Monday, May 07, 2007

AD&D 1st Ed. Real Actual True Play Report Summary

NOTE: Me no talk good English today. Also, cross-posted to The RPG Site.

Indeed, me hearties, I ran a bit of AD&D 1st Edition last night.

My wife brought some baggage into it, having had a bummer game in her past, but I like to think she had fun anyway; Kyle, however, just plays what's on the table. He rolled up a thief, she rolled up a fighter; they used the "roll lots of dice and keep the best three" rule from Unearthed Arcana, gave 'em 4 levels, rolled some magic items for 'em and off we went.

The scenario was a simple one. "Bonny" Stefan and Maava of the High Hill had just escorted a merchant named Twitshell (pronounced TWIGHT-shel) to Bloomingvale, a town known for its beauty and gardens, on the occasion of its annual Honeysuckle Festival. This year's fest was to be a special one, because the local Lady's daughter had just come of marrying age and was going to be "presented" during the festival.

The PCs acquired legs of mutton and fresh honeyed bread, and settled in to watch the young girls dance, and the young noblemen coming to pitch their woo. With her Comliness of 19 (yes, I was using it.), Maava turned many a head, but the young nobles did their best not to let their minds wander from the lady's daughter.

Along the way, Kyle made some funny remark which won him a treat: a so-called "Automatic 20". At some point, he would be allowed to cash it in and get, well, an automatic result of '20' on 1 roll. (His brother, Erik, used to do this in his game. Steal from the best!)

Maava noticed among these young bravos an unusual suitor: he came with no tent and no squire, naught but a night-black mare. He wore grey-green leather armor and his hair seemed...damp, like he'd just come out of the water. She tried her best to keep an eye on him, but he eluded her gaze and lost himself in the crowd.

Soon enough, Lucinda (the sexy young daughter) came down from the castle, and the boys were all over her. She, naturally, was all over Bonny Stefan, because he was a PC and the other dudes weren't. Stick it, NPCs! She coquettishly revealed she was more interested in an adventurer's life than a noble's life - or, at least, she'd rather earn a title than just have one handed to her. (Her mother, Linnea, was a former adventuress herself - an 11th level illusionist, actually.)

After a while, she was called away to watch the jousting matches, where the noble guys were hoping to impress her with their manliness or whatever crap. Naturally, that's when the army of toad-men attacked.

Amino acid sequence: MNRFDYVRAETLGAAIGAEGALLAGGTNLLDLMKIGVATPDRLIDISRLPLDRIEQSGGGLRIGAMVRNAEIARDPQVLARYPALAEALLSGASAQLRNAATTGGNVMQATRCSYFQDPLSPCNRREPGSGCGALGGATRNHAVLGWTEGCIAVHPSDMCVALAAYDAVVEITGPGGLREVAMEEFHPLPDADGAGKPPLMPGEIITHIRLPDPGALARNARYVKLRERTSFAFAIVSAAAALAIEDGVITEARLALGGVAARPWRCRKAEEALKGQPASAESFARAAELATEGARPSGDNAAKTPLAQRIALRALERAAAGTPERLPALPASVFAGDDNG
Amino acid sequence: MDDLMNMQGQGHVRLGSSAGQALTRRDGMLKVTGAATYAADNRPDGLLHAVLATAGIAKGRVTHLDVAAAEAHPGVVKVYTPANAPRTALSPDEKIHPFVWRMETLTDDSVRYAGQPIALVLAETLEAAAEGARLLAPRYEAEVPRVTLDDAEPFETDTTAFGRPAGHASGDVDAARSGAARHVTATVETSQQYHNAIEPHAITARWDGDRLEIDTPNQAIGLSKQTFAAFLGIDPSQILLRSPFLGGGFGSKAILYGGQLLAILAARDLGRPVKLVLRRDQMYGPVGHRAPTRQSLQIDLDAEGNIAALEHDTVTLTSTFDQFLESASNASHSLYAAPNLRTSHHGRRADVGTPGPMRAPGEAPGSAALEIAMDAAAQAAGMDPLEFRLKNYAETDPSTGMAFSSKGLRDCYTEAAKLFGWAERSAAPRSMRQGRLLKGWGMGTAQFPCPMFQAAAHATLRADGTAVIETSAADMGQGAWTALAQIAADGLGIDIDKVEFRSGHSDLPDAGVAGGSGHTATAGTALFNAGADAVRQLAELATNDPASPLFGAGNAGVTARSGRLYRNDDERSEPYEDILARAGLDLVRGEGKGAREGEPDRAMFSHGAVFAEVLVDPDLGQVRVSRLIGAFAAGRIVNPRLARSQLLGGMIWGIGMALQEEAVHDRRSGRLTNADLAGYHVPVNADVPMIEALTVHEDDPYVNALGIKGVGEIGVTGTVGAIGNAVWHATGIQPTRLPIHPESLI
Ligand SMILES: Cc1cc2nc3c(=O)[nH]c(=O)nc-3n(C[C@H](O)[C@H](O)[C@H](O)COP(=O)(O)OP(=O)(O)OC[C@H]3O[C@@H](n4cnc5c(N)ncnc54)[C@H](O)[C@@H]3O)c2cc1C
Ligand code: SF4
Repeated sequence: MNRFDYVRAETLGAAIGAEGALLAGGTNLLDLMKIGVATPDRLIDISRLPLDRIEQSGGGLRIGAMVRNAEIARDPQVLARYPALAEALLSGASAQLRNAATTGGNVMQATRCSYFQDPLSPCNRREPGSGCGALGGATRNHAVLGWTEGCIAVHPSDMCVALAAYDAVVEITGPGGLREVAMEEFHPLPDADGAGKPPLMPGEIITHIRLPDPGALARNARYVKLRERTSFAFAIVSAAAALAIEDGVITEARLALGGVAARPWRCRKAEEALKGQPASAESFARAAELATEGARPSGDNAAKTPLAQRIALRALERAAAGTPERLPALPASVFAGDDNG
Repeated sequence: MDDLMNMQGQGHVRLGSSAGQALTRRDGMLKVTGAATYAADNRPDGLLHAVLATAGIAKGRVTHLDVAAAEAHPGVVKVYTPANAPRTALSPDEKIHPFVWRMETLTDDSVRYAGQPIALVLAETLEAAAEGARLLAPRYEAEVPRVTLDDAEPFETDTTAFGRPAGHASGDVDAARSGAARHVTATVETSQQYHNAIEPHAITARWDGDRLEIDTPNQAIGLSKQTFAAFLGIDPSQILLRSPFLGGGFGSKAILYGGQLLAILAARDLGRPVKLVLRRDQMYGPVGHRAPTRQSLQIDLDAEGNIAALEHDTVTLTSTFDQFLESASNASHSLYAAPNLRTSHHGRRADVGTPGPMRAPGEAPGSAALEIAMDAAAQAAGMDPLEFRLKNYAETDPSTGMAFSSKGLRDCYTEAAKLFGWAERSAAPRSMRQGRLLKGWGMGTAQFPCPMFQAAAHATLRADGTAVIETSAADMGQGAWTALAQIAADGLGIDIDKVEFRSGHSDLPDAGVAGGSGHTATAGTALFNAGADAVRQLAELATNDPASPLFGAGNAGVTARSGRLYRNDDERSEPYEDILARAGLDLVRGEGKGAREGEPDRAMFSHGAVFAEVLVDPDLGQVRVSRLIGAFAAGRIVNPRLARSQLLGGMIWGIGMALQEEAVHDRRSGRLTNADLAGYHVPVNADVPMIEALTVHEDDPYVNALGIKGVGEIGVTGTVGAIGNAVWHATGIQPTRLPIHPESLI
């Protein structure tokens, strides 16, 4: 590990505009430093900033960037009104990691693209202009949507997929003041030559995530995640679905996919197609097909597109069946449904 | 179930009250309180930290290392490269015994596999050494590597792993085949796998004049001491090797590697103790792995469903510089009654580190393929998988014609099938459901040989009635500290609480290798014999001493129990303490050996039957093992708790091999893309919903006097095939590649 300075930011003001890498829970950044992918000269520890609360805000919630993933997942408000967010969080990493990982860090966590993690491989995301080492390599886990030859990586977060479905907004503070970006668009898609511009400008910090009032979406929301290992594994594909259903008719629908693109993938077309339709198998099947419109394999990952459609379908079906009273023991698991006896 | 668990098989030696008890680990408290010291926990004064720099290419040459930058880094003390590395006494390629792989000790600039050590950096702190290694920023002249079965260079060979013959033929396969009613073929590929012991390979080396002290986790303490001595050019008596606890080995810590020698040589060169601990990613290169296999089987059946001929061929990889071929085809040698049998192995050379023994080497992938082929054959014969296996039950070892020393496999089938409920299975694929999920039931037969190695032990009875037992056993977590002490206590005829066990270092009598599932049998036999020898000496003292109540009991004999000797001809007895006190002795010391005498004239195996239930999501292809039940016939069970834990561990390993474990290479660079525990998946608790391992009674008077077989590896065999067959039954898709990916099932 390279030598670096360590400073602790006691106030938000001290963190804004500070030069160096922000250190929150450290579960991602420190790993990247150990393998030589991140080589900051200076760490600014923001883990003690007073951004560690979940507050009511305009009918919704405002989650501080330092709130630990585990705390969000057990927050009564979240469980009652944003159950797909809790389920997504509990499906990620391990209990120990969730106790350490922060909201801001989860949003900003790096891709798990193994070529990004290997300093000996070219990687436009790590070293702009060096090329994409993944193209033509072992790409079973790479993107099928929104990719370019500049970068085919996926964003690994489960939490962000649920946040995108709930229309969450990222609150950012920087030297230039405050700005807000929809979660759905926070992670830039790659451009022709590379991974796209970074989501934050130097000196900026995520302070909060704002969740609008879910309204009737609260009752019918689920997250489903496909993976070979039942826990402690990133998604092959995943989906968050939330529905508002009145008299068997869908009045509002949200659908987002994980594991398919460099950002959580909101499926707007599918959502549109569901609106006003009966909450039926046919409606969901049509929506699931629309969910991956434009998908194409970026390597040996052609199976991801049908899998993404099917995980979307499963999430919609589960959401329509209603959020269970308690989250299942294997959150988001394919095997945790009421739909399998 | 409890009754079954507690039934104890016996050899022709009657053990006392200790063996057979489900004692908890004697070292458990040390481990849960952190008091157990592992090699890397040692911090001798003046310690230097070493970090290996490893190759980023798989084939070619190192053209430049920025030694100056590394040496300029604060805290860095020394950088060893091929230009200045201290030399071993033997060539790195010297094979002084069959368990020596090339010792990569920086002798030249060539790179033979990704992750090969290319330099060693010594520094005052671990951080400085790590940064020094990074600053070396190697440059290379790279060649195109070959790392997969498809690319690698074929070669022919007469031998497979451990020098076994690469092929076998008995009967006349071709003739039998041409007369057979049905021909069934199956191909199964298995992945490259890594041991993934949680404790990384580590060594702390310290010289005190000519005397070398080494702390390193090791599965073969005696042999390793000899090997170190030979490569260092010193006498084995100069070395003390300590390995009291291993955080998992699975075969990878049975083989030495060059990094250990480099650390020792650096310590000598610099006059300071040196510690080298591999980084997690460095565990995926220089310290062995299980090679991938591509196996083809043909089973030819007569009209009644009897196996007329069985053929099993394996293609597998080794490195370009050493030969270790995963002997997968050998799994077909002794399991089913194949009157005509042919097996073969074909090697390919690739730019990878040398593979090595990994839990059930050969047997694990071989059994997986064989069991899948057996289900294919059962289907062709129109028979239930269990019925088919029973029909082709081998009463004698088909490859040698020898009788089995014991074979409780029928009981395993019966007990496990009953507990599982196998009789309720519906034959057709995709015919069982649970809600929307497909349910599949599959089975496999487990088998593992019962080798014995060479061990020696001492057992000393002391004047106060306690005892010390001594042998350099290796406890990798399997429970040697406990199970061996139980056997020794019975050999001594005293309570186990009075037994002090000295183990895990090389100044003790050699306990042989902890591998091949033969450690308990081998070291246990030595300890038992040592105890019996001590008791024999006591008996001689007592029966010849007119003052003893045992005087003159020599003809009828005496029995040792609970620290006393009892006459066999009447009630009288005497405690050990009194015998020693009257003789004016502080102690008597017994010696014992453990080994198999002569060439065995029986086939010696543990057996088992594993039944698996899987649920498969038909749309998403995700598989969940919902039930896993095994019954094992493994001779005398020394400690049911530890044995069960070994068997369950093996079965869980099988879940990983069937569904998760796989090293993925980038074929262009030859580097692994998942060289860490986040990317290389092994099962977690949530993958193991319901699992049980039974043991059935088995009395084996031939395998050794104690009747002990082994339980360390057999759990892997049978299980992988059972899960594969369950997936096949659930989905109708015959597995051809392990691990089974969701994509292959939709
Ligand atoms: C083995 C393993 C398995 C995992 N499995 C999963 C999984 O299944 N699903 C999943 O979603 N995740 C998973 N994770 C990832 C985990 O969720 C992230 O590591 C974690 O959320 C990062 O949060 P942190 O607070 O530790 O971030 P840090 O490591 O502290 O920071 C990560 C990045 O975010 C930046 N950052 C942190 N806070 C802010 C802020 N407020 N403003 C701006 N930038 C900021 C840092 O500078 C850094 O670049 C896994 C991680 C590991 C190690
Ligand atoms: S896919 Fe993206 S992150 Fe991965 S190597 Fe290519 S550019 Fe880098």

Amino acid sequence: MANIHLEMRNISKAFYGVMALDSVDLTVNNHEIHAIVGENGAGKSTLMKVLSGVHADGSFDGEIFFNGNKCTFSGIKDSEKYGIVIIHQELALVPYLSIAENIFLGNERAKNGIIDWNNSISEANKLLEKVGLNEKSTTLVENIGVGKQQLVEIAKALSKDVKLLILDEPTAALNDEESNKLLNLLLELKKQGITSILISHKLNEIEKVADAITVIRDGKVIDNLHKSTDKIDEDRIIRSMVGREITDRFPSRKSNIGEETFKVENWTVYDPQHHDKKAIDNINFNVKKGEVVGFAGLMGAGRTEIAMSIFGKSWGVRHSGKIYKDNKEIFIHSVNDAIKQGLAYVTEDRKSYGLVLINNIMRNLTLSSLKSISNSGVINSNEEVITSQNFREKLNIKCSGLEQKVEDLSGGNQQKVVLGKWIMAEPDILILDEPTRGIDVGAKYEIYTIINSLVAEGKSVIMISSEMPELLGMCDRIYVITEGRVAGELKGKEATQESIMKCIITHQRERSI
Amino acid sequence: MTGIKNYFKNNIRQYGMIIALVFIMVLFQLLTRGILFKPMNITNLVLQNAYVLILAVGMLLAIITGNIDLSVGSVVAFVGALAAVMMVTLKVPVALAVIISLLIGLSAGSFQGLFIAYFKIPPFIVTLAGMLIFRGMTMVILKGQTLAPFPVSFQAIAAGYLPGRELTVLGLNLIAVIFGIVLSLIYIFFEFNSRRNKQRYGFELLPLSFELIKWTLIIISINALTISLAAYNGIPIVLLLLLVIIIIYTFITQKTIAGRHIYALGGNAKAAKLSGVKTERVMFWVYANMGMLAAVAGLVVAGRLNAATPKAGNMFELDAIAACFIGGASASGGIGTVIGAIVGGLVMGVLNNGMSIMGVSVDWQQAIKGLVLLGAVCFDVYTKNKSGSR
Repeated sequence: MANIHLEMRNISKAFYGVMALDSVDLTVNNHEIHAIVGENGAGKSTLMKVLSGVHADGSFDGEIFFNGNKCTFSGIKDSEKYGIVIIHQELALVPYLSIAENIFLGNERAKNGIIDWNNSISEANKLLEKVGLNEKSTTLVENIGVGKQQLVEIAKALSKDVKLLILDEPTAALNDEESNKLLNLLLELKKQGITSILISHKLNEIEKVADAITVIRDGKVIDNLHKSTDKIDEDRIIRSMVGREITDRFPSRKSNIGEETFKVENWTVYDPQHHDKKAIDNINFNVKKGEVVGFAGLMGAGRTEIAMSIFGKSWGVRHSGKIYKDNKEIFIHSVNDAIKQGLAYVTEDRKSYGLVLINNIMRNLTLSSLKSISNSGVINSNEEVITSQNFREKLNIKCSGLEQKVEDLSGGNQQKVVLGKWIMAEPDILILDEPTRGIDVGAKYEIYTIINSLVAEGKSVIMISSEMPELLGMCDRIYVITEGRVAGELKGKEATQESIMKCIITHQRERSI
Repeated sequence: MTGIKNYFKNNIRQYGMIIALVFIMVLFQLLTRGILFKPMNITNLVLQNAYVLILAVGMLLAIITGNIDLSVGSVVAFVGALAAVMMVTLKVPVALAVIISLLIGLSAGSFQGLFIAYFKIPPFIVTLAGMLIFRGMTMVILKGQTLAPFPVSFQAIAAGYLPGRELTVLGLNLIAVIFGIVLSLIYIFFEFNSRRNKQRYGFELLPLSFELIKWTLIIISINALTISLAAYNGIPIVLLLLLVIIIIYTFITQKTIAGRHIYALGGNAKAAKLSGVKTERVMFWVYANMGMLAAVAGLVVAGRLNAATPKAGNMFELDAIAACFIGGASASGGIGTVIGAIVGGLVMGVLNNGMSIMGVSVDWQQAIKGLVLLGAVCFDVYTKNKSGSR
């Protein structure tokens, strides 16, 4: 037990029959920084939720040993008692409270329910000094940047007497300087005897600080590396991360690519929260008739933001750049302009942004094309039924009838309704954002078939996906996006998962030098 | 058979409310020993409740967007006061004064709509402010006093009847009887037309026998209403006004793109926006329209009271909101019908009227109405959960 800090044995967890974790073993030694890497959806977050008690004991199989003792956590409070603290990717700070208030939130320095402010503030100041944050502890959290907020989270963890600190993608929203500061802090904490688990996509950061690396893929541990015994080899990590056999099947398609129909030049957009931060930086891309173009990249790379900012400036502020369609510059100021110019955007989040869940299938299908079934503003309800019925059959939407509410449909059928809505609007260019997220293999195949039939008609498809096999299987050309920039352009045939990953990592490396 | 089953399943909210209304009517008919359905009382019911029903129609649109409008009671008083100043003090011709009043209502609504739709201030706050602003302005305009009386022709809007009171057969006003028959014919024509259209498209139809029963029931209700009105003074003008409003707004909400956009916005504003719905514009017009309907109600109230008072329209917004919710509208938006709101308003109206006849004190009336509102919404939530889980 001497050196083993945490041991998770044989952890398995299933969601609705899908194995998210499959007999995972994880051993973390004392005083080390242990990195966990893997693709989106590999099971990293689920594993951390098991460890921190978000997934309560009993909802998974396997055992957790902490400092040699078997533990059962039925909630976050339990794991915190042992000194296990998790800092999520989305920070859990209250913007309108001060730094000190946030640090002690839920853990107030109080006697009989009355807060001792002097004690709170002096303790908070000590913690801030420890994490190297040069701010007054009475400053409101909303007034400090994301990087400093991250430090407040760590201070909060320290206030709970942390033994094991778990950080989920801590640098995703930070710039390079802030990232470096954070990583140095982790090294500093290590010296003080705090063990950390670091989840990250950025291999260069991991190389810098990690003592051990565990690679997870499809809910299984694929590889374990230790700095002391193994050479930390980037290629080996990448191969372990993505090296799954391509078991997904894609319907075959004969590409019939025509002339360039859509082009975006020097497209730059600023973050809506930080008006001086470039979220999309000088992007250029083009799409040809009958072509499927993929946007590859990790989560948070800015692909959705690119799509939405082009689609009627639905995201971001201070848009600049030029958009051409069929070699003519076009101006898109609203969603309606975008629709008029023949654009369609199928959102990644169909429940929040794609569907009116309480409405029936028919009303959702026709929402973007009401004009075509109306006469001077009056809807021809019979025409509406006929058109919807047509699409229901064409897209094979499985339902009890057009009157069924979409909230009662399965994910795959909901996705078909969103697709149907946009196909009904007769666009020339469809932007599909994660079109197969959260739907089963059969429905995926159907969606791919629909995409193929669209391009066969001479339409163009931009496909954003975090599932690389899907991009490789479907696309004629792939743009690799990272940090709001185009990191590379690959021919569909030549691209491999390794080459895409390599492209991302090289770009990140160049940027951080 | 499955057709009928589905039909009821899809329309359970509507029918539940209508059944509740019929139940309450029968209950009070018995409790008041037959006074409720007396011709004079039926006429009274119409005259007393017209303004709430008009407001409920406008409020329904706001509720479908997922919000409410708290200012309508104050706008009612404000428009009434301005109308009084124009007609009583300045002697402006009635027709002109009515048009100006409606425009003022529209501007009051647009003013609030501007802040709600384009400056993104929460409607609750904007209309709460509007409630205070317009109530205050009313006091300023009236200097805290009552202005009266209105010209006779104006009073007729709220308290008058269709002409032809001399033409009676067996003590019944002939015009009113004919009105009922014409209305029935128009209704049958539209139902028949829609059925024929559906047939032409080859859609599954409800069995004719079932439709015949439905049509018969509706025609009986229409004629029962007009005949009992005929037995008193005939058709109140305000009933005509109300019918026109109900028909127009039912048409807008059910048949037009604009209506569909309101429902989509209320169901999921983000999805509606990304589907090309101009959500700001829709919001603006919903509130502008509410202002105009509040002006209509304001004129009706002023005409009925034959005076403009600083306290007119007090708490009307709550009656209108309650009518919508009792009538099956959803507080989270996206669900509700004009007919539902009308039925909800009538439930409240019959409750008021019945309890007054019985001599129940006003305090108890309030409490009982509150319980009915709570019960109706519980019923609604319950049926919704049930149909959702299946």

The PCs quickly went to work hacking up toad-men. Maava got much use out of that swell 1st ed. rule which allows a fighter in combat with creatures having less than 1 Hit Die to attack as many times as his level, while taking no damage herself on account of her AC being a 0; meanwhile, Bonny Stefan took a few spear-and-trident jazz whilst beating the crap out of monsters.

About 6 or 7 rounds in, they heard a wet, splatty noise -- giant lilypads appeared in midair, and began to fall on the soldiers and populace! Maava blew a saving throw vs. paralyzation and got pinned under a lily pad, and from beneath its slimy embrace she watched as the mysterious, green-clad knight escaped on horseback, with Lucinda his prisoner! The frogs began setting things on fire to cover his escape. Bonny Stefan whipped out his crossbow of speed and fired at the escaping knight; I wrote up some quick, cockamamie stats for the toad lord and let Kyle roll. His first shot missed, but the second one hit square - he used his Auto 20.

Then he rolled a '1' for damage, so Kyle sucks.

In the aftermath, Linnea approached Bonny Stefan and tasked him with rescuing her hot daughter, promising a reward for certain. Then it was midnight and time to go to bed.

I found AD&D 1st remarkably easy to deal with. For skills, I simply let the players have a broad proficiency ("Entertainer" for Stefan, "Hunter" for Maava) and allowed that having said proficiency meant they could do that stuff when they needed to. Skill rolls were fudged expertly using Animalball's free Stories System, and it worked fine bolted on as it was.

My wife still thinks the AD&D 1st. rules are clunky, but I think that if she plays more, she'll see how freewheeling it really can be. Then again, I really have dug down to the simplest features of the system, and everything else be damned.

I'll totally run it again.